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What Your Electrical Contractors Want From You in 2019

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What Your Electrical Contractors Want From You in 2019

Here are seven things that electrical contractors say they want from their electrical distributors this year.

 

In the Chicago market, electrical contractor Newport Industries, Inc., has roughly 50 different electrical distributors to choose from. “They’re everywhere,” says Jeff Weir, vice president. “Because we have such a selection here, we don’t need ‘just another number’; all of our quotes are coming back within a percentage point of one another.”

What Newport Industries does need are electrical distributor-partners that provide a high level of service and support to go along with their competitive bids. “Service is the only thing that will separate us from paying a 1% or 2% difference across all of the bids that we’re getting,” says Weir, who is at the point where he’s not even asking his team to “got out and get five or six bids because it’s just wasting everyone’s time. It’s not going to move the needle.”

Instead, the contractor just gets two or three bids on specific orders, reviews those bids, and then makes its selection based mainly on the level of service it will get from the winning distributor. “Everything seems to be almost commoditized at this point,” he notes, “so our choice isn’t necessarily going to be based on price.”

7 Things Your Contractors Want from You

Weir isn’t alone in his desire to work with a smaller pool of vendors that just instinctively know what his electrical contracting firm wants and needs—and then fulfills those wishes in a frictionless way. Across the country, your electrical contractor-customers’ needs are changing, and they expect your distributorship to be able to keep up and stay in step with those changes. Here are seven things that they’re asking for right now:

  1. In-stock inventory when they need it. As companies try to work leaner, and as contractors try to cut down on their inventory carrying costs, they expect their distributors to take on some of that burden. It’s just the nature of the beast, even if it’s an expensive proposition for the distributor itself. Add Amazon Business’ same-day and next-day delivery promises to the equation and it’s easy to see why maintaining good stocking inventory levels is more critical than ever.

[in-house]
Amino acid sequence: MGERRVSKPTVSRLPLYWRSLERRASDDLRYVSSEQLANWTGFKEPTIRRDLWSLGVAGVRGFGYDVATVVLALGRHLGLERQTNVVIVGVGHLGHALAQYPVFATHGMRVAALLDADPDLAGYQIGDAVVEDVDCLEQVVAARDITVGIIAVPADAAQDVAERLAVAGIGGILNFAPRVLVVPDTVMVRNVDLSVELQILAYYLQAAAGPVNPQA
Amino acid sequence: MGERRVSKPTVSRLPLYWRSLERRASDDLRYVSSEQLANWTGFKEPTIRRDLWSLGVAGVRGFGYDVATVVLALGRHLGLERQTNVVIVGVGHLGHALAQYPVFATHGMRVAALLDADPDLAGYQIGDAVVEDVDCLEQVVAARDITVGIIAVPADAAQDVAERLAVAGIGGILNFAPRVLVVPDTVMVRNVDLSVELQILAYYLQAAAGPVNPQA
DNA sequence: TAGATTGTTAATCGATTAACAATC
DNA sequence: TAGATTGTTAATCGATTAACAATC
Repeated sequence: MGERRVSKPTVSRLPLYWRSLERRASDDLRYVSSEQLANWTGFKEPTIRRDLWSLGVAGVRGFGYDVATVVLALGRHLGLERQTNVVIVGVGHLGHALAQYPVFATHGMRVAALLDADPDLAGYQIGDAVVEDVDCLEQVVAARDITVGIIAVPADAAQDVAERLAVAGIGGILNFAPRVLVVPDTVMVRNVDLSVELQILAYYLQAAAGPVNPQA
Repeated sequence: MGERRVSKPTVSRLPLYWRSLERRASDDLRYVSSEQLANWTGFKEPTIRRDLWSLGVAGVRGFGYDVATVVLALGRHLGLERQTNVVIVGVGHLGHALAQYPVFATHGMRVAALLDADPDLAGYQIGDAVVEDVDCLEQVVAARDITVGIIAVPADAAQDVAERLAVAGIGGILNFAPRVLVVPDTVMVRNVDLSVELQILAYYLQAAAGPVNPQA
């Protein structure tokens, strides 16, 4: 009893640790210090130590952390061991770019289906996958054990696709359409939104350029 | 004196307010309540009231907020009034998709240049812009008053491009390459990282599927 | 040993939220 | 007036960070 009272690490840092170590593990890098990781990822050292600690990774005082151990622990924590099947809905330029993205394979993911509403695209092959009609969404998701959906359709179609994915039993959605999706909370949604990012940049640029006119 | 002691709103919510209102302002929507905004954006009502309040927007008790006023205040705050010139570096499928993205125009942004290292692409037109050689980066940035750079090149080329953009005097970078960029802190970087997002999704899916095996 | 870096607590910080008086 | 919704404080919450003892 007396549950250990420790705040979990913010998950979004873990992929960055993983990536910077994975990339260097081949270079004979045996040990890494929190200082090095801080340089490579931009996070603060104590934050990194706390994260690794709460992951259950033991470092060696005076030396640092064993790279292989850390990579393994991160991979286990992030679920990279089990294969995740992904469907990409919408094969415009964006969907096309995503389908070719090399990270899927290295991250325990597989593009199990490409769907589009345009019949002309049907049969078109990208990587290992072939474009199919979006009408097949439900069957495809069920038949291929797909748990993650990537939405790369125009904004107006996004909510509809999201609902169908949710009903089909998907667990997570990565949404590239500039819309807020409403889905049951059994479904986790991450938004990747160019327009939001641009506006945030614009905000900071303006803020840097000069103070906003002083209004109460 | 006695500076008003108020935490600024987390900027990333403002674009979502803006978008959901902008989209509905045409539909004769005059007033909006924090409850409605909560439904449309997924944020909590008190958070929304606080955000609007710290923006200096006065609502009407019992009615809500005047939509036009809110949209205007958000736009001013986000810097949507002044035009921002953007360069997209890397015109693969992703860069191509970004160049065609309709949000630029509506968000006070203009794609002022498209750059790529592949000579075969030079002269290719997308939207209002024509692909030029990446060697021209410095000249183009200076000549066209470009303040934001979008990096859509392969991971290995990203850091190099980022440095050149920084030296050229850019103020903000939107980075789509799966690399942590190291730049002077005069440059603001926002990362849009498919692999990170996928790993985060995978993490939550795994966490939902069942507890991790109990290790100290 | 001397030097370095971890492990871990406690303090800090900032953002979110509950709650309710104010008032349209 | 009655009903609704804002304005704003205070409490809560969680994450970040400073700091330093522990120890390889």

2. Competitive pricing on all bids. At Maglio Electric, LLC, in Hampton, N.J., President Anthony Maglio, Jr., shops around for nearly everything that his company buys—including all electrical supplies, components, and equipment. After sending out a request for price and availability on, say, 15 different items, he then goes over the bid line by line and compares those numbers across five (or more) different supply houses. “I’m not going to waste your time, so please just give me your best number,” he’ll often tell those providers upfront, knowing that bottom-line cost will likely dictate his selection process. Sometimes, Maglio gets flack for taking that stance, but he stands by it. “They don’t always like the fact that he shops around so carefully,” says Justine Maglio-Wardell, office manager, “but hey, we’re in business to make money.”
  3. Information and education on the latest products and services. Busy with the day-to-day demands of running their businesses, electrical contractors simply don’t have the time to keep up with the latest and greatest equipment, products, and service offerings. This is an area where electrical distributors—and especially those that work closely with their manufacturers to stay on top of and introduce new products—can really shine (and where e-tailers like Amazon Business still fall short, at least for now). “Our supply houses do a good job of keeping us informed about the tools and products that will help us work smarter and faster,” says Maglio-Wardell. “We depend on them for that, and still see that as a viable way for them to add value to our business.”